DVD Release Date: Tuesday, June 30, 2009
Director Renny Harlin has been responsible for a solid number of entertaining films, including Die Hard 2, Cliffhanger, and The Long Kiss Goodnight. So when WWE Studios announced that he would be helming John Cena’s second star vehicle, 12 Rounds, there was some hope that Harlin could help channel Cena’s natural charisma into an entertaining action flick.
Unfortunately, it didn’t quite pan out that way. Audiences certainly didn’t care, as the film grossed only $12 million domestically, despite opening on 2,331 screens. Critics were pretty harsh as well, with Rotten Tomatoes showing a 29% approval rating. It’s a shame, because “12 Rounds” possesses enough good qualities that it could’ve been a modest success.
Cena stars as Danny Fisher, a New Orleans police officer that finds himself in the middle of an FBI investigation along with his partner Hank Carver (Brian White). Danny and Hank help capture international drug kingpin Miles Jackson (Aidan Gillen), which is enough to get them promoted to detective. Unfortunately, Miles’s girlfriend Erica Kessen (Taylor Cole) is struck by a vehicle and killed. This bothers Fisher, as he associates his promotion with her death.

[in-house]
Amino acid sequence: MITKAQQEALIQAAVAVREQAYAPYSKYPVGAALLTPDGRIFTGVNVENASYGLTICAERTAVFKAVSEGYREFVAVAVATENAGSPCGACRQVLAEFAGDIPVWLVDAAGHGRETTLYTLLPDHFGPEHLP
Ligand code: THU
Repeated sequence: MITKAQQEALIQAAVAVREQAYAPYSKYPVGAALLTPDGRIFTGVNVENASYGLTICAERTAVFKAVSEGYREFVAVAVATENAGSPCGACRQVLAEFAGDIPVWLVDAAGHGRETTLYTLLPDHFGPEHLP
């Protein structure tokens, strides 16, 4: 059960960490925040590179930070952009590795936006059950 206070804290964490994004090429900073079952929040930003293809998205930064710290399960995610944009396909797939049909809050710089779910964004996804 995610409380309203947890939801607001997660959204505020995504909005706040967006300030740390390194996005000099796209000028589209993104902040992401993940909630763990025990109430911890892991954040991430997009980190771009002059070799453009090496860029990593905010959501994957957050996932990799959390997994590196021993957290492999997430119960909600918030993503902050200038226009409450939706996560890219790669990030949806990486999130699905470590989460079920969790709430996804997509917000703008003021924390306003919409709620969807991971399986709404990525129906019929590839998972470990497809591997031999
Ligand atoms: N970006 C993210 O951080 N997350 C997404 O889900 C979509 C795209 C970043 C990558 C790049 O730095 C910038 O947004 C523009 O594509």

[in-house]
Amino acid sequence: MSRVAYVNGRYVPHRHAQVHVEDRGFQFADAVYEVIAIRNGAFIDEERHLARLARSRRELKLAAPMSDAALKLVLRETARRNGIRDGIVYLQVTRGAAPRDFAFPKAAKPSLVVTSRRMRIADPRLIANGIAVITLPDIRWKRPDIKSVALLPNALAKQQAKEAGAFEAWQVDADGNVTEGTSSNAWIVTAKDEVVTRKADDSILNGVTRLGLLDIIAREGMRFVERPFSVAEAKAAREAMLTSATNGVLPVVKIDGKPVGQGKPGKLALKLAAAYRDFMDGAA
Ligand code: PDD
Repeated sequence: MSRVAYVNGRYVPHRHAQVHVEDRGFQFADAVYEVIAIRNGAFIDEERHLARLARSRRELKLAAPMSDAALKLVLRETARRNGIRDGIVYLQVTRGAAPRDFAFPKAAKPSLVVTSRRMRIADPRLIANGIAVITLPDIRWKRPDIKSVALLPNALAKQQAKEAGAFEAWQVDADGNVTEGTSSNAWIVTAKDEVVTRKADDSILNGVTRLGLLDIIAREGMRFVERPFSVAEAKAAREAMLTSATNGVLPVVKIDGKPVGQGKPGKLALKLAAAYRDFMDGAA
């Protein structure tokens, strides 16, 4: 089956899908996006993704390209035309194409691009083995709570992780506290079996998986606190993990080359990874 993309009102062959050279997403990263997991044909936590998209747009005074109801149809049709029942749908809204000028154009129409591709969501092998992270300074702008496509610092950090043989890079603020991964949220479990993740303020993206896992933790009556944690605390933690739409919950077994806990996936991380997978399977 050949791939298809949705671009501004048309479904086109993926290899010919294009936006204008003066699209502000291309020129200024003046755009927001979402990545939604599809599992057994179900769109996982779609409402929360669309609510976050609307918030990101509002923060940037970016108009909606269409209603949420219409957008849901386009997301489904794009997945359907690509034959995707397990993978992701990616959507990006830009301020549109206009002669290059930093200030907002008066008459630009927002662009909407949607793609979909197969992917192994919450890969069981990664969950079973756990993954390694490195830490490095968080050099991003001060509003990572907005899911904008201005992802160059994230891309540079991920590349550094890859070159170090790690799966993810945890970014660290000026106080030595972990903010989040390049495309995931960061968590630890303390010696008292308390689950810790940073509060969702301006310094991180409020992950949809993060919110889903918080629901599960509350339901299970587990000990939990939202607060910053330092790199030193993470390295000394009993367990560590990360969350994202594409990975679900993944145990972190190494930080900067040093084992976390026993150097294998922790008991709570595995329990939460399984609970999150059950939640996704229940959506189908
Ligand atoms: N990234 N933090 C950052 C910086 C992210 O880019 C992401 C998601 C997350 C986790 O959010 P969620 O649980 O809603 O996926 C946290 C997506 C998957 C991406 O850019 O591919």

One year after putting Miles away, Danny receives a call from the notorious villain. Miles has broken out of prison, and kidnaps Danny’s girlfriend Molly Porter (Ashley Scott) as revenge. In order to get her back, Danny will have to play a game Miles has designed called 12 Rounds (so it’s not just a clever name). The game is a series of sadistic challenges – think “Saw” crossed with “Die Hard: With A Vengeance.”
All in all, this is a simplistic though workable plot, though it’s worth noting that WWE Studios frequently goes back to the well of someone getting kidnapped as a plot device. Some things about the movie work well enough. Harlin knows his way around action scenes, and several of the sequences presented her are quite good. Cena is passable as the hero, and Gillen is a solid villain. The rest of the cast is pretty lousy, particularly Steve Harris as George Aiken, the FBI agent that has been chasing Miles for years and has no sympathy for Danny’s kidnapped girlfriend. His partner Ray Santiago (Gonzalo Menendez) is similarly awful, and neither are helped by the terrible dialogue from the script by Daniel Kulka.
“12 Rounds” isn’t a terrible film, but a few adjustments could’ve made it better than it is. It’s certainly a step above the usual WWE Studios fare, and if you happen upon it while flipping channels there are worse ways to spend 108 minutes.